Two years ago (somehow it's been that long), I gave 20 predictions for digital media & e-commerce in 2009. This year, I am going to do it slightly differently and write individual posts about various themes / predictions in 2011. You can follow them at the tag "predictions". Today's is simple: it's all about personalization. I was reminded this yesterday while spending the day at the-very-exciting ShoeDazzle (note: Polaris is an investor, and you can see more about ShoeDazzle on TechCrunch TV). ShoeDazzle has built a business in part on great product, in part on a great & differentiated shopping experience, and also in part on the power of personalized & social shopping.

And I was reminded again this morning by an email from Gilt Group which looks different than their ordinary daily emails. Rather than a list of today's deals, the email noted items available for my specific shoe size (based on a Gilt purchase months ago). Among a slew of unread emails (some important, some not; some shopping, some personal) - Gilt's stood out because it spoke directly to me.

And as folks' like Gilt look for ways to resonate with their customers, drive conversion efficiency and optimize everything from the experience to search results to the pixel's creating an ad unit... personalization will be the differentiator. In addition, personalization has the opportunity to improve more than the middle of the funnel (conversions) - it can affect the top of the funnel through virality.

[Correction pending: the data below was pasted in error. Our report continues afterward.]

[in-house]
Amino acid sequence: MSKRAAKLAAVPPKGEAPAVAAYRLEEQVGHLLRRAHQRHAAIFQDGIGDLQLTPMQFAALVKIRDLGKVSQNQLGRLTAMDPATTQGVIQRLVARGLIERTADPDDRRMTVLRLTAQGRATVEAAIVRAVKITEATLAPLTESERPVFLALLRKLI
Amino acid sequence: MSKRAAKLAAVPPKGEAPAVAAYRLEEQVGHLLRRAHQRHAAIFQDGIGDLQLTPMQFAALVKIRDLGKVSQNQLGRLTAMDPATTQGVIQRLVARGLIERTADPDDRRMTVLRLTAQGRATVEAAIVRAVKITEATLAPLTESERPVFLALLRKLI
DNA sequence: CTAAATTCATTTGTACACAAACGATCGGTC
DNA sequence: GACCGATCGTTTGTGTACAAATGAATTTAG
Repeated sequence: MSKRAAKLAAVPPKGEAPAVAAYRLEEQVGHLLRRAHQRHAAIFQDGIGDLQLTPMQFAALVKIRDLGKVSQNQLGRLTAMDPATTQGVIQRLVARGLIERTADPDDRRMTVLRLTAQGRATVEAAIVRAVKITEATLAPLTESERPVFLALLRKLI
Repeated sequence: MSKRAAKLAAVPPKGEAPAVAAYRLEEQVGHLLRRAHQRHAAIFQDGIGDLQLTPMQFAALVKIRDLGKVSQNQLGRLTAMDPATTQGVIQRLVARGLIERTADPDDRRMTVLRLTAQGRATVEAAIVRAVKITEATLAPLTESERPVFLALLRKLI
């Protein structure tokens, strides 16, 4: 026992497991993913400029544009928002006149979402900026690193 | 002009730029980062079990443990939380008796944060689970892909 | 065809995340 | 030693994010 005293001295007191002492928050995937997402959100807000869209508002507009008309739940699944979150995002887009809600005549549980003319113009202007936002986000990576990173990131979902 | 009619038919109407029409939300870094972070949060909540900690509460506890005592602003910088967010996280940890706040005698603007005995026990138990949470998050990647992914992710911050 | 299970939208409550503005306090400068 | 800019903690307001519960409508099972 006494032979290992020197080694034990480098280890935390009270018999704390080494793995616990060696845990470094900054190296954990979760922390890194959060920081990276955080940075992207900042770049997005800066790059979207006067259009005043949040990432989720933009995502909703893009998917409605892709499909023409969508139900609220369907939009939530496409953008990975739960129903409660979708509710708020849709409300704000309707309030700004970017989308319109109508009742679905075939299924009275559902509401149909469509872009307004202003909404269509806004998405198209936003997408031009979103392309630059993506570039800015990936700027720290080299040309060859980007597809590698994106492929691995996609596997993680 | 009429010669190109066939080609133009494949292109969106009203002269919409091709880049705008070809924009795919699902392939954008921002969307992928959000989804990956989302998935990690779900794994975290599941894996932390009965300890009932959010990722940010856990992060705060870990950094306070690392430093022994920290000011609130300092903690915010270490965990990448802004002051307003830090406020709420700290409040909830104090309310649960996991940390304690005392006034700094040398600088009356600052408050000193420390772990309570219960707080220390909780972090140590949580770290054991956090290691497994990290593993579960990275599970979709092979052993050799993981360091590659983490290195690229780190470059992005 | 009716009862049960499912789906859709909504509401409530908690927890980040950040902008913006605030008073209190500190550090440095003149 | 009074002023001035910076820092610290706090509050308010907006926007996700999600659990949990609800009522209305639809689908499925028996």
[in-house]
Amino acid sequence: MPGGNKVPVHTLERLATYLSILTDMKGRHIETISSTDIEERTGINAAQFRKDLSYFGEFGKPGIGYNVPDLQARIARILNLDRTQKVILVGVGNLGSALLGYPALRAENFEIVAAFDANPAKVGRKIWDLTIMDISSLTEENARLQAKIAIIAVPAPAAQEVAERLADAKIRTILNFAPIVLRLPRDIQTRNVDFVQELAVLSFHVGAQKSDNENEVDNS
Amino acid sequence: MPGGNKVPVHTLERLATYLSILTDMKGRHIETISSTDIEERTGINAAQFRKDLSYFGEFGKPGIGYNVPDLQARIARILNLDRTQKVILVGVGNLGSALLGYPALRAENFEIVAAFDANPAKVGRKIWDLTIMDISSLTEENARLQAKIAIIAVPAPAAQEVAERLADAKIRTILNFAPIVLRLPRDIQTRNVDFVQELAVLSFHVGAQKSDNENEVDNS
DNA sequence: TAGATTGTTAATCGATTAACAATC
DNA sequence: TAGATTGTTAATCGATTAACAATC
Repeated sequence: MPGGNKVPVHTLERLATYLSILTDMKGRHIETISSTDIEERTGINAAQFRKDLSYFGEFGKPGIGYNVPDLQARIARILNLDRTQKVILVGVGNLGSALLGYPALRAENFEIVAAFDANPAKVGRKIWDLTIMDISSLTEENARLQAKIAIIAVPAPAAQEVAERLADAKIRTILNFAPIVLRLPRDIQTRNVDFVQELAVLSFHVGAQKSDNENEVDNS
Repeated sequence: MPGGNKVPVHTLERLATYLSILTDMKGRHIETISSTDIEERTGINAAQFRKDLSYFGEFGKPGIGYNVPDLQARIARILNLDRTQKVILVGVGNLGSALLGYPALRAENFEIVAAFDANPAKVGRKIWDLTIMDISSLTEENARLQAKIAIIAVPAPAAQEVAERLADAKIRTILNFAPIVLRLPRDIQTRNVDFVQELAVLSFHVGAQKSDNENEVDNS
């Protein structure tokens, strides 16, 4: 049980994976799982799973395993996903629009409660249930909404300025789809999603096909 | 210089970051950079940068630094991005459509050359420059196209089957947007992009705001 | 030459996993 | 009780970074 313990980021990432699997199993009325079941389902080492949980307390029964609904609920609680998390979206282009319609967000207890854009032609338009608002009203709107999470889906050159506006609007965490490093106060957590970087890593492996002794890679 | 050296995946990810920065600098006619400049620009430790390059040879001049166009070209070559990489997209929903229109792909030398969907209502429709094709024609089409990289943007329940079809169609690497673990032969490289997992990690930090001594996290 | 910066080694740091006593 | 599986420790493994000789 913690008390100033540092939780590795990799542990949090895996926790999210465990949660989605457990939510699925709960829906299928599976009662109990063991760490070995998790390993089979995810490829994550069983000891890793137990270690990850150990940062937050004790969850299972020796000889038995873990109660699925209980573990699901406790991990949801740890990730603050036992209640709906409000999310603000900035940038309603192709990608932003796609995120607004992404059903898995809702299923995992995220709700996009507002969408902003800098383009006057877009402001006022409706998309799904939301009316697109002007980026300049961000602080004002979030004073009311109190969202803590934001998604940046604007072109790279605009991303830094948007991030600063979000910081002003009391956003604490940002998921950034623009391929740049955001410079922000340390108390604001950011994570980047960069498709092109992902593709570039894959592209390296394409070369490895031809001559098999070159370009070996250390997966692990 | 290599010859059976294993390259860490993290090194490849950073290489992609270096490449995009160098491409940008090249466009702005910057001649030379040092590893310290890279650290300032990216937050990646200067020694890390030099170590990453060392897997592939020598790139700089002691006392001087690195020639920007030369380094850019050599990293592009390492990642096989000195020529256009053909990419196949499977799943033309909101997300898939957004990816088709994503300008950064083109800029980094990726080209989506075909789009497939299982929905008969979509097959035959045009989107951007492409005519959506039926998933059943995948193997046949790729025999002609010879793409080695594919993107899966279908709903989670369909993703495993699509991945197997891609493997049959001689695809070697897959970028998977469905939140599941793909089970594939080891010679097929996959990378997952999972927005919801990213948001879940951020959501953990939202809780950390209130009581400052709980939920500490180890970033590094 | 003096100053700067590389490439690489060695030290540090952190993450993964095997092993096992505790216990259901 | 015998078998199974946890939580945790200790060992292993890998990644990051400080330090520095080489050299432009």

Facebook, Twitter and the loads of data that we each produce (and the companies sit atop) enable personalization is ways that previously were not possible. Some of those solutions are out-of-the-box scripts and widgets - others will be baked directly into the product, experience and brand.

If it wasn't a core discussion for you in 2010, personalization should be in 2011. And it should be a discussion for each component of the organization: what does it mean for:

- Product - User acquisition: advertising, virality and social - Conversions & retention: email marketing, search, customer support, landing pages

Predators Uses Facebook Connect to "Blow Up Your Friends' Heads"

This is one of the more creative and fun Facebook Connect implementations. Predators - a surprisingly good movie, promise! - launched a Facebook viral campaign in conjunction with their national launch two weeks ago (opened at #2). In theme with the movie, you are able to "blow up the heads" of your Facebook friends... Which also makes this the bloodiest Connect implementation (at least that I've seen). It lacks some polish but I give credit for the creativity:

Using your Facebook friend list, choose which friends are privileged enough to partake:

Then you have the option of sharing the results via the newsfeed and your friends wall.